Baseball’s Worst Prospect Trades
As a fan of a bad baseball team, prospects are often the only thing to look forward to, and that is especially true for Kansas City fans. The Royals finished 2012 72-90 after coming in with playoff hopes, and entered 2013 with a 27 season playoff drought. Despite their distance from the playoffs, the Royals dealt the heart of their farm system to Tampa Bay for veteran #2 starter James Shields and Wade Davis. The players going to Tampa included Baseball America’s 2012 Minor League Player of the Year Wil Myers, highly ranked righty Jake Odorizzi and left-handed pitcher Mike Montgomery, a former top prospect himself. The move, which came after a season where Mike Trout exploded in his rookie season, gave Kansas City two years of a 31-year-old pitcher in exchange for the top power hitting prospect in baseball.
Kansas City fans can be forgiven if they didn’t have faith that this trade was the right move. While the Royals have been better the past two seasons, they still have failed to make the playoffs, and have lost their best prospect. After a great debut in 2013, Myers has been plagued with injuries this season, but still has a long future in front of him with the Rays. So the jury is still out on this major trade.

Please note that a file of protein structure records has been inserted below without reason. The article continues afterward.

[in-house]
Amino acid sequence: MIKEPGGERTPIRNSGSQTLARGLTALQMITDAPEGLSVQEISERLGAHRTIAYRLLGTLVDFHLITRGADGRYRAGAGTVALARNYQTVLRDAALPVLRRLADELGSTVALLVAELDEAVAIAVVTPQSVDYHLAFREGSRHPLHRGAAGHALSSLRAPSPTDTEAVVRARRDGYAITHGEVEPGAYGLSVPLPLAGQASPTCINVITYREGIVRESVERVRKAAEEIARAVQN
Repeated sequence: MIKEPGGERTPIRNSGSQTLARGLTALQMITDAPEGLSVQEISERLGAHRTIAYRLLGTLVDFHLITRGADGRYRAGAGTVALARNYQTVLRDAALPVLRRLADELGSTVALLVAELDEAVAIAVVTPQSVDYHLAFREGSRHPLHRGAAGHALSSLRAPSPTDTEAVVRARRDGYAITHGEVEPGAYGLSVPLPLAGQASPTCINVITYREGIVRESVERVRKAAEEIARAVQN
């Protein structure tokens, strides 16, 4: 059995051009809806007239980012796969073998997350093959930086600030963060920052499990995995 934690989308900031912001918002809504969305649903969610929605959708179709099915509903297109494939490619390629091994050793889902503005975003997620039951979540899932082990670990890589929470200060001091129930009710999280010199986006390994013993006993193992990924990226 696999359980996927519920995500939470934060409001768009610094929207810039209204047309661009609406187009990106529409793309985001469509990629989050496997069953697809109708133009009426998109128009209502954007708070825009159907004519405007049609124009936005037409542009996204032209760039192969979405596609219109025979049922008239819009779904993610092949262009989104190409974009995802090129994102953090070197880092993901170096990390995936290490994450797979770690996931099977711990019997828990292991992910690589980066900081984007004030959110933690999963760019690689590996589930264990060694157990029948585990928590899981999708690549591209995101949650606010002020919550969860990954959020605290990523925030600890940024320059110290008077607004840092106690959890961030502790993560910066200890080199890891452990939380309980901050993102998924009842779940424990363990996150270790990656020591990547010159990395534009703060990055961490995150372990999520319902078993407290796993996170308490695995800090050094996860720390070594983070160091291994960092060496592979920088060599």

The history of teams trading top prospects for veterans is speckled with lopsided deals, and the Myers trade was labeled one of the worst trades ever immediately. That is not a title that is won easily, as baseball has seen many teams give up on future Hall of Fame players for a short-term gain. We’ve compiled a list of the five worst prospect (players who are still rookie-eligible) trades in baseball history, and will wait to see where this one eventually ranks.
- Sizemore, Lee, Phillips for Colon (2002)
This trade is one of the biggest prospect hauls in baseball history, and gets progressively more lopsided with each outstanding season by pitcher Cliff Lee. The 2002 Expos, already on their last legs in Montreal and looking to make one last run at the playoffs, traded Cleveland the top of their farm system for the services of pitcher Bartolo Colon. The Expos, who had a tradition of dealing away young studs, gave up minor league outfielder Grady Sizemore, second baseman Brandon Phillips and pitcher Cliff Lee. (Professional nobodies Lee Stevens and Tim Drew also swapped teams).